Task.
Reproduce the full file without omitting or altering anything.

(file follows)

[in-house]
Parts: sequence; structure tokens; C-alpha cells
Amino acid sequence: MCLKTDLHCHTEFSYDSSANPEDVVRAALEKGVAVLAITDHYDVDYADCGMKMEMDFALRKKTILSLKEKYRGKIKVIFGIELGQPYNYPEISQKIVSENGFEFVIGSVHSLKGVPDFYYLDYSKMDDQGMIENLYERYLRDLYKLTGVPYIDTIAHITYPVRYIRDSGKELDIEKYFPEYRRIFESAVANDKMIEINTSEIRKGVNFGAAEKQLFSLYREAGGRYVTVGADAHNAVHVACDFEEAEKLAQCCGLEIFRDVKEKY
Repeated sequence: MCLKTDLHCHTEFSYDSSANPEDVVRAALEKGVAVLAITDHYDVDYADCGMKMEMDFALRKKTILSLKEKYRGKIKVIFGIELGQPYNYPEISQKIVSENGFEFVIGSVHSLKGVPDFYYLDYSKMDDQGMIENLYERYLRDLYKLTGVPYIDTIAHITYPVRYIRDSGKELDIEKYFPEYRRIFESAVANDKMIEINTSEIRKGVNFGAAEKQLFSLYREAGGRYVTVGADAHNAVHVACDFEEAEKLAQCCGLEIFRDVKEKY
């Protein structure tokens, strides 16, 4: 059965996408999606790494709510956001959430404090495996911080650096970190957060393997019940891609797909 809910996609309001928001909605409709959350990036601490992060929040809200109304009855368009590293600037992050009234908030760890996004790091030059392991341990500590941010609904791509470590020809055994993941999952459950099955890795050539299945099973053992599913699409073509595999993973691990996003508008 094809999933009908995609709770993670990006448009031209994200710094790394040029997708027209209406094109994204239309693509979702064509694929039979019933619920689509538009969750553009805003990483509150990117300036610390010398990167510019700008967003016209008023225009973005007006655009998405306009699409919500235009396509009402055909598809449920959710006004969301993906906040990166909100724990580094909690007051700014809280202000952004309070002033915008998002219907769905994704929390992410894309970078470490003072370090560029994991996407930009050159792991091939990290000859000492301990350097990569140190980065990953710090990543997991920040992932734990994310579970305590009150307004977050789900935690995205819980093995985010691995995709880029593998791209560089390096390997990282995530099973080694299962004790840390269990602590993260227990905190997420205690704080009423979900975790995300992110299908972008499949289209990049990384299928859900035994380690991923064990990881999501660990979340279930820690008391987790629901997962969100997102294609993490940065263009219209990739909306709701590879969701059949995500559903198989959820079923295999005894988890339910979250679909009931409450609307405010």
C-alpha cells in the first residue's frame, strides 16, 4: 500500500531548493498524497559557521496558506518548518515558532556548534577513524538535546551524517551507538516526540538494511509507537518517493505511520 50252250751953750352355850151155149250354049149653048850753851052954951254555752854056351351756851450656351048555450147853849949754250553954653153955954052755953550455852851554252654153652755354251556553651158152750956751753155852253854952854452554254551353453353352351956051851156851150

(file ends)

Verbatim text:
[in-house]
Parts: sequence; structure tokens; C-alpha cells
Amino acid sequence: MCLKTDLHCHTEFSYDSSANPEDVVRAALEKGVAVLAITDHYDVDYADCGMKMEMDFALRKKTILSLKEKYRGKIKVIFGIELGQPYNYPEISQKIVSENGFEFVIGSVHSLKGVPDFYYLDYSKMDDQGMIENLYERYLRDLYKLTGVPYIDTIAHITYPVRYIRDSGKELDIEKYFPEYRRIFESAVANDKMIEINTSEIRKGVNFGAAEKQLFSLYREAGGRYVTVGADAHNAVHVACDFEEAEKLAQCCGLEIFRDVKEKY
Repeated sequence: MCLKTDLHCHTEFSYDSSANPEDVVRAALEKGVAVLAITDHYDVDYADCGMKMEMDFALRKKTILSLKEKYRGKIKVIFGIELGQPYNYPEISQKIVSENGFEFVIGSVHSLKGVPDFYYLDYSKMDDQGMIENLYERYLRDLYKLTGVPYIDTIAHITYPVRYIRDSGKELDIEKYFPEYRRIFESAVANDKMIEINTSEIRKGVNFGAAEKQLFSLYREAGGRYVTVGADAHNAVHVACDFEEAEKLAQCCGLEIFRDVKEKY
């Protein structure tokens, strides 16, 4: 059965996408999606790494709510956001959430404090495996911080650096970190957060393997019940891609797909 809910996609309001928001909605409709959350990036601490992060929040809200109304009855368009590293600037992050009234908030760890996004790091030059392991341990500590941010609904791509470590020809055994993941999952459950099955890795050539299945099973053992599913699409073509595999993973691990996003508008 094809999933009908995609709770993670990006448009031209994200710094790394040029997708027209209406094109994204239309693509979702064509694929039979019933619920689509538009969750553009805003990483509150990117300036610390010398990167510019700008967003016209008023225009973005007006655009998405306009699409919500235009396509009402055909598809449920959710006004969301993906906040990166909100724990580094909690007051700014809280202000952004309070002033915008998002219907769905994704929390992410894309970078470490003072370090560029994991996407930009050159792991091939990290000859000492301990350097990569140190980065990953710090990543997991920040992932734990994310579970305590009150307004977050789900935690995205819980093995985010691995995709880029593998791209560089390096390997990282995530099973080694299962004790840390269990602590993260227990905190997420205690704080009423979900975790995300992110299908972008499949289209990049990384299928859900035994380690991923064990990881999501660990979340279930820690008391987790629901997962969100997102294609993490940065263009219209990739909306709701590879969701059949995500559903198989959820079923295999005894988890339910979250679909009931409450609307405010």
C-alpha cells in the first residue's frame, strides 16, 4: 500500500531548493498524497559557521496558506518548518515558532556548534577513524538535546551524517551507538516526540538494511509507537518517493505511520 50252250751953750352355850151155149250354049149653048850753851052954951254555752854056351351756851450656351048555450147853849949754250553954653153955954052755953550455852851554252654153652755354251556553651158152750956751753155852253854952854452554254551353453353352351956051851156851150